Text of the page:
Singing with Vibrato

In this edition of our blog series on singing technique, we look at singing with vibrato. Pop singers tend to use vibrato much less than classical singers, but by using a little vibrato, you can add some real flavour to your vocals – just as long as you do it the right way and at the right moment.


This blog was written by Alfons Verreijt, the developer of the VocalFeedback method and author of the book The Essentials of the Voice.



It is strongly recommended to combine the techniques explained in this blog with the guidance of singing lessons. Even just a couple of lessons is better than nothing and will help stop you from A) getting stuck and B) damaging your vocal cords.

What is Vibrato?

What’s vibrato? The term is closely related to the word ‘vibration’ and, in music, vibrations are everything, since sound itself is a vibration. However, very literally, you can look at vibration as something swinging back and forth between two extremes. The most obvious musical vibrato is the note vibrato, which is where the ‘extremes’ are the pitch of a note. So note vibrato isn’t about singing a pure note, but about oscillating around a certain pitch in a regular, pendulum-like movement.

Here, we’ll be talking about note vibrato and two other well-known forms of vibrato, which are referred to as pulse vibrato and twang vibrato. In classical bel canto singing, vibrato is used a lot. In fact, bel canto is like the Valhalla of vibrato, where it’s impossible to say whether vibrato owes its popular use to an artistic choice or a vocal technical cause. When singing bel canto, the larynx is constantly held as low as possible to create as much volume as possible. When the larynx is lowered, the tongue relaxes along with the surrounding muscles. As a result, the larynx suddenly has a lot of freedom to move around because the hyoid bone from which the larynx is suspended is relaxed and flexible. By allowing air to pass over the larynx at just the right speed, it starts to move back and forth, creating note vibrato.

The Meaning of an ‘Open Throat’

Because classical singers always hold their larynx low, relaxing the base of the tongue, they already create the perfect conditions for vibrato. Luckily, classical singers also use a lot of vibrato, since every long note must always be sung with vibrato, which is why it’s a standard figure of speech among bel canto singers. Relaxing the base of the tongue also gives the throat a more open feel which, in bel canto, is literally referred to as ‘singing with an open throat’. However, strictly speaking, this isn’t actually correct. The throat isn’t actually open, because the vocal cords are closed. Otherwise, you wouldn’t be able to make any sound. But the feeling of an open throat is there. Maintaining an open throat (so relaxing the base of your tongue) works well in any style of music. Even in pop music. It will help you sing better and help create a clear and open vocal sound. It’s also the most important thing to learn if you want to add vibrato.

There are two other factors involved in singing vibrato: the air (so the breath) needs to flow at just the right speed and, for a steady vibrato, the air needs to be controlled by breath support. In an earlier edition of this blog series, we covered breath support in more detail. It’s one of the most essential parts of singing. Put simply, breath support regulates your breathing from the diaphragm, which is controlled by your flanks. Breath support also plays an important role in vibrato control, because you use breath support to ensure constant airflow. A short burst of vibrato can also happen when the breath support is missing (more on this later).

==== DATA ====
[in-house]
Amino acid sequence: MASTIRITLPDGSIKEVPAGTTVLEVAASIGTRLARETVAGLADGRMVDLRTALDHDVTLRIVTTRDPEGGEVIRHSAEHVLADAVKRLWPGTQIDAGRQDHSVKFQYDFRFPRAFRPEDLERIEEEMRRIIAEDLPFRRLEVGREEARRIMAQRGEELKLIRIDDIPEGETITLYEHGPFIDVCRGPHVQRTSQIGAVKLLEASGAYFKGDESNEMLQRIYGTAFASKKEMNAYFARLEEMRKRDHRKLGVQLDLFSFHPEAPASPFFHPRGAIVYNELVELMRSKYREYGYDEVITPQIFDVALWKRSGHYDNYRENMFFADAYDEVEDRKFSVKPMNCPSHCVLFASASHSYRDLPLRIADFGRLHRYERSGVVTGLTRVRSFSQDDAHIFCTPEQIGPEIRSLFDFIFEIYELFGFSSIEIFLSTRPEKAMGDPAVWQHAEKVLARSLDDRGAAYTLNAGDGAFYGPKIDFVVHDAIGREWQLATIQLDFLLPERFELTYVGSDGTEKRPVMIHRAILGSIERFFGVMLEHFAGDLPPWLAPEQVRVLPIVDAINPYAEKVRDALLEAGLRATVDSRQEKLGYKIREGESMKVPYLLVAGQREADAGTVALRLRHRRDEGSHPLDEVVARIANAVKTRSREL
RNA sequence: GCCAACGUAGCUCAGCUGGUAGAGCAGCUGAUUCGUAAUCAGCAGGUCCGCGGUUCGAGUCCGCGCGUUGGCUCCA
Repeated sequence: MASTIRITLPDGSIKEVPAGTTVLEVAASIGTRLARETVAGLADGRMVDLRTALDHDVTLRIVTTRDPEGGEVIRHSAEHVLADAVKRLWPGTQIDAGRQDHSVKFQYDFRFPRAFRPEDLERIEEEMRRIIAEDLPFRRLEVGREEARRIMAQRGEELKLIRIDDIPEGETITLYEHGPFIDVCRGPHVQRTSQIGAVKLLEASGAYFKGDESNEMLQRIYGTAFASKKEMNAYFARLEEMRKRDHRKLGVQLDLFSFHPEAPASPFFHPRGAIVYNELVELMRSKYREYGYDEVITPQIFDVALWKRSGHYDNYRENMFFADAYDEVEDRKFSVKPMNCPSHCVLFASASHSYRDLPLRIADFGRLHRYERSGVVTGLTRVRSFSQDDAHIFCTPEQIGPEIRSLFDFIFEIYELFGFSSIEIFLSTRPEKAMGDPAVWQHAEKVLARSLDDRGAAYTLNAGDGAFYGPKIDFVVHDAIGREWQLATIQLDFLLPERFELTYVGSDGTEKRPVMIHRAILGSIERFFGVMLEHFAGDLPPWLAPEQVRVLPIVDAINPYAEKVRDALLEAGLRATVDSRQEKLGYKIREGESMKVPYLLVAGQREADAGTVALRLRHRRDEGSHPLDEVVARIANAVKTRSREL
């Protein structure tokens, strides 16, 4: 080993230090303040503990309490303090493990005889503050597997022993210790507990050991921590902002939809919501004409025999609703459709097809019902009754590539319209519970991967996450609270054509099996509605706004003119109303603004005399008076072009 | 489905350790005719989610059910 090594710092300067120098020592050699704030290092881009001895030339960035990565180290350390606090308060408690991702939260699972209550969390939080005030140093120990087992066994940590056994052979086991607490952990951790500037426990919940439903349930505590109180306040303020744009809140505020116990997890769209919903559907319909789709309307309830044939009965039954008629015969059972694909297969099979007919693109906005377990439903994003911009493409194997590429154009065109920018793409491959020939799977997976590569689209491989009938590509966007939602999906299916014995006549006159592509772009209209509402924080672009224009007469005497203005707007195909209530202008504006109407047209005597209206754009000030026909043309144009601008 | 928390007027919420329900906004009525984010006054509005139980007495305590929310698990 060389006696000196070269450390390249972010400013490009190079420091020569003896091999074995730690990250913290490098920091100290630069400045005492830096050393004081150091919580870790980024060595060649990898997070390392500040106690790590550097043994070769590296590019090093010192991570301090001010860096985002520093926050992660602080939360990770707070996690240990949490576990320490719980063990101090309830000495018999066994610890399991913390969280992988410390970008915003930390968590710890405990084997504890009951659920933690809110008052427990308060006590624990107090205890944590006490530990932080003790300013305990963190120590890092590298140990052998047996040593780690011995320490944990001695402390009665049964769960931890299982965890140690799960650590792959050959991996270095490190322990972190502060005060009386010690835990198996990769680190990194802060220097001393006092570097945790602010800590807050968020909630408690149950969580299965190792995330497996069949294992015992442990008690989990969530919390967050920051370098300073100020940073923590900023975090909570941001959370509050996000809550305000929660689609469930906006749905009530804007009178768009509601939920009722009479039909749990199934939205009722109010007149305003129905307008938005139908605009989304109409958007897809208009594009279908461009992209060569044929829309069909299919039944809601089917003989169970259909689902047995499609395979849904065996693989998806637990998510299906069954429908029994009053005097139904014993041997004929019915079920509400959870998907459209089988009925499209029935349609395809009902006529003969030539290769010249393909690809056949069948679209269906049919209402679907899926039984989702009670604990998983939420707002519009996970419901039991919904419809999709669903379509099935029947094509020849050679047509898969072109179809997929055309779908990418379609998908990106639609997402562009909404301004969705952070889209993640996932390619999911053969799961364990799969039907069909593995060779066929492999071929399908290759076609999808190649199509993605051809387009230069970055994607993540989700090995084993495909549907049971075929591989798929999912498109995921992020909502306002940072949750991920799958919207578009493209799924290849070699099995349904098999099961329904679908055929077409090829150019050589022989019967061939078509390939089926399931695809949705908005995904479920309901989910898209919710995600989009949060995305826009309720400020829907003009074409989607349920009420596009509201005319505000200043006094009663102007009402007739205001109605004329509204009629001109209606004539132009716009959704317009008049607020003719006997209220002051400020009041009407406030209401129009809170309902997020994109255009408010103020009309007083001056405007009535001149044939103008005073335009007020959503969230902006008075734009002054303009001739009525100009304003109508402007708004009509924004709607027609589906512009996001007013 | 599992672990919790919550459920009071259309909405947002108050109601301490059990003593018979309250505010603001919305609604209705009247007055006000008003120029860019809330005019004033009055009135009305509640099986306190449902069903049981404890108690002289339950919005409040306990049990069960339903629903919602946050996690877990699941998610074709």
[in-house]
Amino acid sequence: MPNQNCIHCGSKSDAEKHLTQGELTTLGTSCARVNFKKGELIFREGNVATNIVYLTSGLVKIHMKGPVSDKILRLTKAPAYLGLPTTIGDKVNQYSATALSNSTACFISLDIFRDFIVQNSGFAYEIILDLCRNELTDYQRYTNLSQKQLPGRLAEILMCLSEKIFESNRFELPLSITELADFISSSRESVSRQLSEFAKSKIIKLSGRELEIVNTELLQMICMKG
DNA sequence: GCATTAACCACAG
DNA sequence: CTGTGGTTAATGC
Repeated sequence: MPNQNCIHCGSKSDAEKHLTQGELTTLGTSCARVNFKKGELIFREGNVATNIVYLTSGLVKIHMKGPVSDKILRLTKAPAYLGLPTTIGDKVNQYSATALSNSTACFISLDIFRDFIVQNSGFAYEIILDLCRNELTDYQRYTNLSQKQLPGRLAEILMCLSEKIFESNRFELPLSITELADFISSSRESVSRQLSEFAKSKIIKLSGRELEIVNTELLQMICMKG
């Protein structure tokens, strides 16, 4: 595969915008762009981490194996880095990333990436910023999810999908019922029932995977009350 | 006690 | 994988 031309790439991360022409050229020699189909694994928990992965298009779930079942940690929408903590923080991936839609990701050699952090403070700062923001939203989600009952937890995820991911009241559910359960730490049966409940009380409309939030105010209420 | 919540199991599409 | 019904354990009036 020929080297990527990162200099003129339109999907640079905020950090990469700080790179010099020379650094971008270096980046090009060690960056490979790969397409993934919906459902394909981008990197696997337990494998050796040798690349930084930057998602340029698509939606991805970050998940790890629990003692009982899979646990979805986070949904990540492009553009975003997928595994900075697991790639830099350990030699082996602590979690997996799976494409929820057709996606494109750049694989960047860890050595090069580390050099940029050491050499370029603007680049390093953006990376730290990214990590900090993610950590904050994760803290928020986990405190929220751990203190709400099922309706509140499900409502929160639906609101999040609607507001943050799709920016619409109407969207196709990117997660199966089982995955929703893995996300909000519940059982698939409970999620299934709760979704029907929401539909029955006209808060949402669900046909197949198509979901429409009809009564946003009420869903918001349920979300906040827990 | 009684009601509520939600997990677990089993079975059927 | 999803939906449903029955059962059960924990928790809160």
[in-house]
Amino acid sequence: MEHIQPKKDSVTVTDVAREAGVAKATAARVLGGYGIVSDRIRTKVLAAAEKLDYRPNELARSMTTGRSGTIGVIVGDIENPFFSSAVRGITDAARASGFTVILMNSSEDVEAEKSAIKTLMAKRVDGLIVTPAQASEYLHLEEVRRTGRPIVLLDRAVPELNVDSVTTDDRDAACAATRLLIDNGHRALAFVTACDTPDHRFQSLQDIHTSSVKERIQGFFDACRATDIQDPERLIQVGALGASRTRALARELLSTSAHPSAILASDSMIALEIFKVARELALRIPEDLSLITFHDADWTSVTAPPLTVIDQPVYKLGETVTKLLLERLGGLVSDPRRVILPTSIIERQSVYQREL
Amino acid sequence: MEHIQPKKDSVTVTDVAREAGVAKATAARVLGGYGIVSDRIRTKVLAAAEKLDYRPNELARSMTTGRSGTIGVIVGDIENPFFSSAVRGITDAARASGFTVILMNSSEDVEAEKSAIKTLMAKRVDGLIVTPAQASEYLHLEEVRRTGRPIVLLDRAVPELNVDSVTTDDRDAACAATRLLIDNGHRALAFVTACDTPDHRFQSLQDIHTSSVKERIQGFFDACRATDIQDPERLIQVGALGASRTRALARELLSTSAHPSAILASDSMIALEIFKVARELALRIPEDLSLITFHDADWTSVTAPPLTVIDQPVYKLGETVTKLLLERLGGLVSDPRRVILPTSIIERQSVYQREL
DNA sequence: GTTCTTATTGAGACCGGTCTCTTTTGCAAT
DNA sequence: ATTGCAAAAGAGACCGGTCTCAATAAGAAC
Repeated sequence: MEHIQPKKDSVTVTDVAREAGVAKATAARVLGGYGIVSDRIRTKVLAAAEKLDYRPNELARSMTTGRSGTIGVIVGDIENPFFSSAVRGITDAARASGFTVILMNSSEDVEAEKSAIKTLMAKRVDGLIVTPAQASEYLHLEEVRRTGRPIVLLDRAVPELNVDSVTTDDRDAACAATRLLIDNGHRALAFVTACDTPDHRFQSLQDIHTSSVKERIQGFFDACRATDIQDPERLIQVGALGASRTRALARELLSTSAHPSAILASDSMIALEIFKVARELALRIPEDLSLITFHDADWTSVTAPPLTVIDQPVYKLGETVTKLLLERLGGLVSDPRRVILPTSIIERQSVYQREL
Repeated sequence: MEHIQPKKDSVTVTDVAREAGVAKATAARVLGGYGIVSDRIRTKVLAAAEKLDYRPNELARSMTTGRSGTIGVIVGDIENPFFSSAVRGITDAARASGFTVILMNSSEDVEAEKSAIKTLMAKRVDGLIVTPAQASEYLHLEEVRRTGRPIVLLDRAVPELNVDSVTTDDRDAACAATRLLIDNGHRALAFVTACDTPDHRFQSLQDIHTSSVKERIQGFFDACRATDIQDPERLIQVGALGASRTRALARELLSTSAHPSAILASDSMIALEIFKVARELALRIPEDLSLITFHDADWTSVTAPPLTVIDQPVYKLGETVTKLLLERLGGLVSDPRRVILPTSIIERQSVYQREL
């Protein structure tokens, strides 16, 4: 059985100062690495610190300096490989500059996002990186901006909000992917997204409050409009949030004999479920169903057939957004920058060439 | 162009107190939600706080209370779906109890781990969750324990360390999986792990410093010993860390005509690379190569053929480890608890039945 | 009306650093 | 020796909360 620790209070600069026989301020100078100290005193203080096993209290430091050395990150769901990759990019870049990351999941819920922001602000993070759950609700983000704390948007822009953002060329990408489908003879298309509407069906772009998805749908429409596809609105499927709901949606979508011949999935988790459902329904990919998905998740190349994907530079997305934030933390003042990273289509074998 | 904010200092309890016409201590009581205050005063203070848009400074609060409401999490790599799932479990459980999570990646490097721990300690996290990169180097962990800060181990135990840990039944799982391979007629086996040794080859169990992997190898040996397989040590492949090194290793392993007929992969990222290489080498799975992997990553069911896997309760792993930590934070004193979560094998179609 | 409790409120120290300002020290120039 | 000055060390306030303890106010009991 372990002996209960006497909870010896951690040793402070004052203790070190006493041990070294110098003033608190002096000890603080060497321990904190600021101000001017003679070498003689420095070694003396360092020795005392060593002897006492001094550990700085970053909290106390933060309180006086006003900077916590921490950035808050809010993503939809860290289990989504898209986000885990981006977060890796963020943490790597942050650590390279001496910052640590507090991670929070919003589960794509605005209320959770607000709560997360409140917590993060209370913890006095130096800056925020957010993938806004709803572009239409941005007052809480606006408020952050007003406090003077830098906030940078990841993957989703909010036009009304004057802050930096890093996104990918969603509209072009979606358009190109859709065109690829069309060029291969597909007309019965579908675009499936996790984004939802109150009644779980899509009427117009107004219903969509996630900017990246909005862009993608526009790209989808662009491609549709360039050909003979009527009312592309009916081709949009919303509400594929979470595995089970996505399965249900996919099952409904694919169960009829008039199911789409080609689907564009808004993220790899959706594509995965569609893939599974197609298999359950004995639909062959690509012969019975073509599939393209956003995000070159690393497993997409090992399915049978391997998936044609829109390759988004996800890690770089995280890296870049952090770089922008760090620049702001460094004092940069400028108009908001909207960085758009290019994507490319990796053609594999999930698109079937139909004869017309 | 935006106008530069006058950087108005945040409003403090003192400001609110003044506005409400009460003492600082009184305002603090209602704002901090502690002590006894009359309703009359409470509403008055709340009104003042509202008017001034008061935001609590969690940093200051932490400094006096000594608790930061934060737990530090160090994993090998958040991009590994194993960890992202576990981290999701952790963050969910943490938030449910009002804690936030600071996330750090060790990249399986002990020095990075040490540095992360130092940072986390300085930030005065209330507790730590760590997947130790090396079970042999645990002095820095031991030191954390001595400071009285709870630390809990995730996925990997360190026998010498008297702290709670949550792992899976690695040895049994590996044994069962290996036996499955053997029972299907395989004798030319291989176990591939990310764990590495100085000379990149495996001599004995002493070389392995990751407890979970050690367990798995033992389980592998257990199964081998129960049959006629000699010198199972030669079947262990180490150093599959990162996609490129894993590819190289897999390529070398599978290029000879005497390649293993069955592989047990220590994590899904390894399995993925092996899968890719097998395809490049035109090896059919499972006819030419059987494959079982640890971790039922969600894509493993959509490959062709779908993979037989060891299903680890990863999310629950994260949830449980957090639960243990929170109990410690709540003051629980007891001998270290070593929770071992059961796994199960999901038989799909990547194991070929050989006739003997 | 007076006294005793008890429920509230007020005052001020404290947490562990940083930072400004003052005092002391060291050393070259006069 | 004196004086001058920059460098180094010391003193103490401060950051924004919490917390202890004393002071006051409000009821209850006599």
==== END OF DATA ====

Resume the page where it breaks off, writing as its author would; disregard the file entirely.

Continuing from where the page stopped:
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Vibrato in Pop Music

In pop vocals, vibrato is used far less than in classical singing. Some pop singers use very little vibrato, like Chris Martin from Coldplay and Michael Stipe from R.E.M, while some singers take advantage of the little touch of vibrato that happens when you let go of breath support, like Sting. While some pop singers regularly use vibrato, like George Michael and of course, Christina Aguilera, Whitney Houston and Mariah Carey – to name a few.

The question is: is the sparse use of vibrato in most pop to do with artistic decisions or the limitations of the singer’s vocal technique? In reality, it doesn’t even matter. In pop, the larynx is usually held relatively high, putting more tension on the base of the tongue and making it harder to sing vibrato. Singing with a high or medium-high larynx is also a very natural state when singing in general, since it’s the same larynx position we use to speak. Singing with a low larynx (as you would in bel canto) is a cultivated or learned way of singing that requires a lot of training. However, that’s not to say that the higher-held larynx demanded by most pop vocal styles will stop you from singing vibrato. What’s important is that the base of your tongue is relaxed, so that the larynx has the room it needs to move back and forth.

When vibrato is used in pop vocals, it’s usually on the long notes. A lot of the time, the long notes will sound pure at first and then end with vibrato for effect, and to ease the ear of the listener. A long, tight and drawn out pure note can often sound less pleasant, because it builds up a lot of tension in the brain of the listener, which can become uncomfortable. Sometimes, you’ll also hear a little vibrato at the end of a lyric line in pop music, which is usually the result of the release of breath support, and some singers even add vibrato without even thinking about it, simply because it sounds more pleasing. It’s also worth noting that you can’t really add vibrato to short notes, because the note is simply too short – so short that the wavelength is actually shorter than one swing of the vibrato ‘pendulum’.

Note Vibrato

To achieve note vibrato, these three conditions need to be met: the base of the tongue must be relaxed, air needs to be released at just the right speed, and airflow control needs to be applied using breath support. From there, the best method for producing vibrato is as follows: at the end of a vocal line (so just before you need to take the next breath) vibrato can be applied by accelerating and controlling the airflow with breath support. But you need to remember not to let go of the breath support. While keeping your flanks tensed, pull the abdominal muscles (around the navel) inwards – as if in slow motion. This accelerates the airflow with control. With a little trial and error, you can find the point where vibrato is produced when slowly pulling your belly in. Once you’ve got that bit nailed and you’re able to apply vibrato at the end of each vocal line, then you can start using vibrato to sweeten the longer notes that occur in the middle of the vocal lines.

Vibrato Control